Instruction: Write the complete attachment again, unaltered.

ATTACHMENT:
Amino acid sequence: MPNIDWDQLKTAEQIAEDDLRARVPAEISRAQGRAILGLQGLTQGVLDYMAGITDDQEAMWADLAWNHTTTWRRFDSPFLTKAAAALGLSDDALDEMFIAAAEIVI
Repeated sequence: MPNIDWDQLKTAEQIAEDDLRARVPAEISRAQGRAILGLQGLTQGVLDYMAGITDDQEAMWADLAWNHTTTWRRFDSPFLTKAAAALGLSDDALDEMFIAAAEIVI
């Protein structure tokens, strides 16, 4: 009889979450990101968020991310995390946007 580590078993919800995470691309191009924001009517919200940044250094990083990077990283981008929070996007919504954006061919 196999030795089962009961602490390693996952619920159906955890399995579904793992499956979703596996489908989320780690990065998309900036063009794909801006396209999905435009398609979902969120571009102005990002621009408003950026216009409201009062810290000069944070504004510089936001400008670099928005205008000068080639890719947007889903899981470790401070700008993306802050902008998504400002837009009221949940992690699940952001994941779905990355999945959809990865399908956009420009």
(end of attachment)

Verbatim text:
Amino acid sequence: MPNIDWDQLKTAEQIAEDDLRARVPAEISRAQGRAILGLQGLTQGVLDYMAGITDDQEAMWADLAWNHTTTWRRFDSPFLTKAAAALGLSDDALDEMFIAAAEIVI
Repeated sequence: MPNIDWDQLKTAEQIAEDDLRARVPAEISRAQGRAILGLQGLTQGVLDYMAGITDDQEAMWADLAWNHTTTWRRFDSPFLTKAAAALGLSDDALDEMFIAAAEIVI
């Protein structure tokens, strides 16, 4: 009889979450990101968020991310995390946007 580590078993919800995470691309191009924001009517919200940044250094990083990077990283981008929070996007919504954006061919 196999030795089962009961602490390693996952619920159906955890399995579904793992499956979703596996489908989320780690990065998309900036063009794909801006396209999905435009398609979902969120571009102005990002621009408003950026216009409201009062810290000069944070504004510089936001400008670099928005205008000068080639890719947007889903899981470790401070700008993306802050902008998504400002837009009221949940992690699940952001994941779905990355999945959809990865399908956009420009």